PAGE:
Would "Dennis Joseph Deters" And "Joseph T. Deters" On The Same Ballot Confuse Voters?

Dec 27, 2015

The two Democrats and two Republicans on the Hamilton County Board of Elections can’t go too long without a tussle; and they had been way too agreeable with each other lately.

That ended last Monday over the name of a candidate for Hamilton County commissioner. That name – actually a candidate’s middle name – set off a row between the Democrats and Republicans on the board.

What’s in a name?

A lot, if you are a political candidate. Having a recognizable name that has been successful in elective politics for a long time can be a not-inconsiderable advantage for a candidate.

Here’s the situation:

A few weeks ago, Hamilton County Commissioner Greg Hartmann shocked most of the local political universe by announcing that he would not be a candidate for a third term in 2016.

This bombshell set off a scrum in the Hamilton County Republican Party, one that continued until the final hour of the December 16 filing deadline for the March primary election.

Cincinnati council member Christopher Smitherman, elected to council as an independent and someone who has voted in Democratic primaries in recent years, was talking publicly of running for commissioner in the GOP primary. But he decided against it.

So, too, did Cincinnati council member Charlie Winburn, a Republican, who ended up pulling petitions for both county recorder and county commissioner. Late in the afternoon of December 16, Winburn turned in petitions for county recorder, foregoing a run for county commissioner.

But three Republicans did file – former Madeira mayor Mary Anne Christie, long-time party activist Raj Rajagopal, and Colerain Township Trustee Dennis Deters – who happens to be the younger brother of Hamilton County prosecutor Joseph T. Deters.

The Hamilton County Republican Party leadership clearly wanted Dennis Deters over the other two. That led Christie to quickly withdraw as a candidate; and Rajagopal soon followed suit and got out.

That left Dennis Deters.

And, this past week, it became clear that Deters will run for commissioner as an incumbent, taking on Democrat Denise Driehaus, a state representative who is term-limited out.

Hartmann announced he would resign from office Monday; and it was clear that, in January, the Hamilton County Republican Party executive committee will meet and appoint Dennis Deters to the vacant commission seat.

All neat and clean, right?

Well, not exactly.

Deters’ petitions were filed with a form that designates how he wants his name to appear on the ballot. He wants his name to appear on the ballot as Dennis Joseph Deters.

This set off the two Democrats on the board of elections, Tim Burke and Caleb Faux.

They believe he is trying to deceive voters by injecting his brother’s first name into the name he wants to use on the ballot.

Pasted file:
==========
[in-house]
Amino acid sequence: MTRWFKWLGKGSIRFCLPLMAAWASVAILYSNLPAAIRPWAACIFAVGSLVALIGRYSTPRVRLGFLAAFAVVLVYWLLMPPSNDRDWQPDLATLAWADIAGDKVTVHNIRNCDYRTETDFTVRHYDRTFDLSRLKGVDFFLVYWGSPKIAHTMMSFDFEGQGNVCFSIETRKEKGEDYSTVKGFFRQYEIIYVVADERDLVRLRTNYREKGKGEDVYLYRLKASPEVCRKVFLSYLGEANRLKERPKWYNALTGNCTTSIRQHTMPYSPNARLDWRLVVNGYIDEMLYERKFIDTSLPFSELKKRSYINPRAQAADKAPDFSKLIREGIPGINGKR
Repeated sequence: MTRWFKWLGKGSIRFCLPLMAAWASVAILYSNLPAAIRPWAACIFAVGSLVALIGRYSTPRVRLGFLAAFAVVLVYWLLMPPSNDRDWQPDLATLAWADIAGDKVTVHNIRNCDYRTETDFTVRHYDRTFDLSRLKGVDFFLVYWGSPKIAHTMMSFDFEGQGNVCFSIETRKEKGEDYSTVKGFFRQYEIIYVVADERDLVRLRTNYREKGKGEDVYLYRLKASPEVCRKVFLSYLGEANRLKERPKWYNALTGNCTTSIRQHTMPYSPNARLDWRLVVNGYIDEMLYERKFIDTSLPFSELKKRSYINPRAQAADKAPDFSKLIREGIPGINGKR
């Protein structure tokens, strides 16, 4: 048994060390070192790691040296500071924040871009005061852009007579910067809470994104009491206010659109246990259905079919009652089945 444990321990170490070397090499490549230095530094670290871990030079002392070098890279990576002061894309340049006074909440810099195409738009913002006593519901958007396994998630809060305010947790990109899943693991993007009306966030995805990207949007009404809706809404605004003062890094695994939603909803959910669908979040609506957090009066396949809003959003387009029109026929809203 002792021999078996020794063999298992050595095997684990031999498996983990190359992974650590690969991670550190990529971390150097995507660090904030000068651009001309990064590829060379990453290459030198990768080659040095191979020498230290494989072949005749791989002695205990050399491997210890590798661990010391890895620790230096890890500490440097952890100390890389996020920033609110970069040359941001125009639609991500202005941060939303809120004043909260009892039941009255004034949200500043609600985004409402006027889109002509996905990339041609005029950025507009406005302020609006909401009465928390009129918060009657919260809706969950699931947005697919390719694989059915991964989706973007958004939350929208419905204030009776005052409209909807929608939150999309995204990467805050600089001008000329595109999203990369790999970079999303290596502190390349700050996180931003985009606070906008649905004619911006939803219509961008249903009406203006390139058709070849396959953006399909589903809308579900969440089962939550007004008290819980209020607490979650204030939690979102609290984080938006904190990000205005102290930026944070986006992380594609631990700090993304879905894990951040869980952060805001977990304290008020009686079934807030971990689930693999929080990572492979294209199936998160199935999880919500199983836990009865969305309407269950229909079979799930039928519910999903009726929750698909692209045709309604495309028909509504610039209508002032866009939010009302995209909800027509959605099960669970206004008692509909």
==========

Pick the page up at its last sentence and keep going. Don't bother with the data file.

Burke produced one legal document after another where Deters either used the name “Dennis Deters” or “Dennis P. Deters.”

He produced voter registration forms from 1995 and 2007, a 2007 provisional ballot envelope, 2009 and 2013 petitions for the office of Colerain Township trustee, a 2013 filing checklist requesting he be on the ballot as “Dennis P. Deters, a petition filed listing the name “Dennis P. Deters.” There was only one document where he used “Dennis Joseph Deters” – the form listing as he wanted his name to appear on the ballot. He had never used "Joseph" while running for trustee. 

The two Republicans on the board of elections argue that Deters was entitled to use “Joseph” on the ballot, because it is part of his legal name.

Triantafilou produced Deters’ birth certificate from March 1975 which shows that, legally, his name is Dennis Patrick Joseph Deters.

The board voted on whether or not to certify him for the ballot as Dennis Joseph Deters; and, as you might imagine, it was a tie vote – the Democrats voting no, and the Republicans voting yes.

Both sides packed up their documentation and legal arguments and sent it off to Ohio Secretary of State Jon Husted, a Republican, who is the chief elections officer of the state and the person responsible for breaking tie votes on Ohio’s 88 county boards of elections.

Triantafilou said he has no idea what Husted will do, but told WVXU he “has a hard time believing he will tell a candidate he can’t use part of his legal name on the ballot.”

Burke said he believes it is “an effort to deceive the voters of Hamilton County by playing on the perceived benefits of his brother’s name.”

Deters told WVXU he listed himself for the ballot as “Dennis Joseph Deters” because “people often use different names in their professional lives.”

“Joseph,” Deters said, is the name of his grandfather and part of his legal name, Deters told WVXU.

And it also happens to be the name of his older brother, the county prosecutor, whose name will appear on the November ballot directly below the county commission race for Hartmann’s seat.  Joseph T. Deters, the prosecutor, has no opposition, either in the primary or the general election. The Democrats fielded no candidate for prosecutor.

“This is my ballot name, Dennis Joseph Deters,’’ the county commission candidate said. “And, yes, I am obviously proud of my brother. We have a family history of good public service.”

But even Deters admits that using “Joseph” on the ballot could be a double-edged sword.

While the name “Joseph” attached to “Deters” could attract some voters, it could just as well turn off many others who have never liked the county prosecutor.

“Yes, it will be a negative for many people,’’ Dennis Deters said. “But that is the way I choose to run. And I will abide by the decision of the Secretary of State. It is up to him.”